Internet-related fraud has become a significant revenue hole for advertisers and publishers.
It's especially eye-opening when you add up all the ways fraudsters are able to drain money from the digital ad ecosystem, which is what the New York City-based Interactive Advertising Bureau (IAB) just did in a report released this week.
The bottom line: Malvertising, fraudulent impressions and infringed content are costing the US digital ad industry $8.2 billion... every single year.
This represents a significant bite out of overall revenues. In another IAB report on Internet advertising revenue, the trade association found that Internet ad revenues in the US reached $27.5 billion in the first half of 2015.
But if you were to focus on one problem, let it be an industry-accepted standard for identifying the bad bots, said Charlie Minesinger, director of Solution Sales at Distil Networks, a San Francisco-based provider of bot detection and mitigation software.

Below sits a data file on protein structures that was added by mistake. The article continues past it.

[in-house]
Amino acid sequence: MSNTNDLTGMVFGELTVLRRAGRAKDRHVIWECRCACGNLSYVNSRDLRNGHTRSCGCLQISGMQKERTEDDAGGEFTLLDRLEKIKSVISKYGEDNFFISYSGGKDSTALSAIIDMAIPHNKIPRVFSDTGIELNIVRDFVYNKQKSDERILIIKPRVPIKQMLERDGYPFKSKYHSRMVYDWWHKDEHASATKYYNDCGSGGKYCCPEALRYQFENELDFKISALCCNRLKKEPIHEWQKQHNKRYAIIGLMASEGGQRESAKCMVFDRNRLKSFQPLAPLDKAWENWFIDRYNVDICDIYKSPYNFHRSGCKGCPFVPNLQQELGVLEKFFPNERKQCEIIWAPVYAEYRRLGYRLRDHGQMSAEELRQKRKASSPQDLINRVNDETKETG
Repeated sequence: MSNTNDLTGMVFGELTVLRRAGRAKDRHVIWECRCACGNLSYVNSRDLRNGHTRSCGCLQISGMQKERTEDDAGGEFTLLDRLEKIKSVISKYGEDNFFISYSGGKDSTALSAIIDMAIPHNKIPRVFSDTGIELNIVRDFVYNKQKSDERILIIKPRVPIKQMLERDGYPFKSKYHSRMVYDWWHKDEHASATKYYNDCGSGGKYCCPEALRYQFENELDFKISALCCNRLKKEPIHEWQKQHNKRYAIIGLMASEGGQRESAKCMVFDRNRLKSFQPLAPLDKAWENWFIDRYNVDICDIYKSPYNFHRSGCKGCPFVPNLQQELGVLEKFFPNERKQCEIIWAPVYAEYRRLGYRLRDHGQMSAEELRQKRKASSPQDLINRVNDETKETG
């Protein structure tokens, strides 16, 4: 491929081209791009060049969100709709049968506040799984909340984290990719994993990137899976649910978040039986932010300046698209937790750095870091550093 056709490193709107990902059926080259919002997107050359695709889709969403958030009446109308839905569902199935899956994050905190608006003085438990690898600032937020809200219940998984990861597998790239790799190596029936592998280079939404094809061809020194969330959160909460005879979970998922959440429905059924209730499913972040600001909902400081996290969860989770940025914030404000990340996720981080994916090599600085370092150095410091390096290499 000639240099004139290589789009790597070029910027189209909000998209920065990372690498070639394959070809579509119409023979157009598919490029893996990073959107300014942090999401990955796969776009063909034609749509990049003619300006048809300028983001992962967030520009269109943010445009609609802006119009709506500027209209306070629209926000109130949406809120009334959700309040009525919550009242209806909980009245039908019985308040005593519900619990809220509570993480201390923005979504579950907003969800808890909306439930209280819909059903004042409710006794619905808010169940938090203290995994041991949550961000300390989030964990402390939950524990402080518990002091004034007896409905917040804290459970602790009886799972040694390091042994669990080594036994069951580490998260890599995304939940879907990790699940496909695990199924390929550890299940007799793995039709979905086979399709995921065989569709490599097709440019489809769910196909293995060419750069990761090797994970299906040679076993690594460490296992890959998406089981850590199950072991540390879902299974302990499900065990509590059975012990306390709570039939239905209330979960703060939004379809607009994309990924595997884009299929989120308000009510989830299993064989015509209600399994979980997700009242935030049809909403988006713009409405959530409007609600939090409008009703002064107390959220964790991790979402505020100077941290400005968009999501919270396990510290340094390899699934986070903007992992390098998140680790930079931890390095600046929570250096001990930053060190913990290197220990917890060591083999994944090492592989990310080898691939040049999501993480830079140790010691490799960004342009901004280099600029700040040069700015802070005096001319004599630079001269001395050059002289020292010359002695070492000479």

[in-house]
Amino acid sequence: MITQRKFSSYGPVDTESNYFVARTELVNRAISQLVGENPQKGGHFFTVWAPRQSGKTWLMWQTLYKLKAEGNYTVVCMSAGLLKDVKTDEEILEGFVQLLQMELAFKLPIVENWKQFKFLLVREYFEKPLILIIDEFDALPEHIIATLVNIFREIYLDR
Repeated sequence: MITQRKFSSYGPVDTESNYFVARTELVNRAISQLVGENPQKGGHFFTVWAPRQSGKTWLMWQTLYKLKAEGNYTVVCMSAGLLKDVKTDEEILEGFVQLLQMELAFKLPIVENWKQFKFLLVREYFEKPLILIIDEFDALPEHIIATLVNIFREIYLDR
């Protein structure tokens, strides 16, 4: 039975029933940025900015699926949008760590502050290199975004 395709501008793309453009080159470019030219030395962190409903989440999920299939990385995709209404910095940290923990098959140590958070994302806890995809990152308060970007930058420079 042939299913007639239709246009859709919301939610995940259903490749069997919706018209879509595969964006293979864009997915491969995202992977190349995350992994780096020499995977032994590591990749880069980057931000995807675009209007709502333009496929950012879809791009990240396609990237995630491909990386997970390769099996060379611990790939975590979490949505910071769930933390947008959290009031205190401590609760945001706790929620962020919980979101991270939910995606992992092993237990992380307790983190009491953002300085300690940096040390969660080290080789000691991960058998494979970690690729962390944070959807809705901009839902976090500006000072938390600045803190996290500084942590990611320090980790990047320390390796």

Right now, he told CMSWire, "there is no agreed upon standard to certify that bots cannot access a certain website, that the only traffic on that site is legitimate human traffic, which is the grand vision of publishers when they talk about this problem." Once such standard is established, if that is possible, then a 'good guy' supply chain can be developed.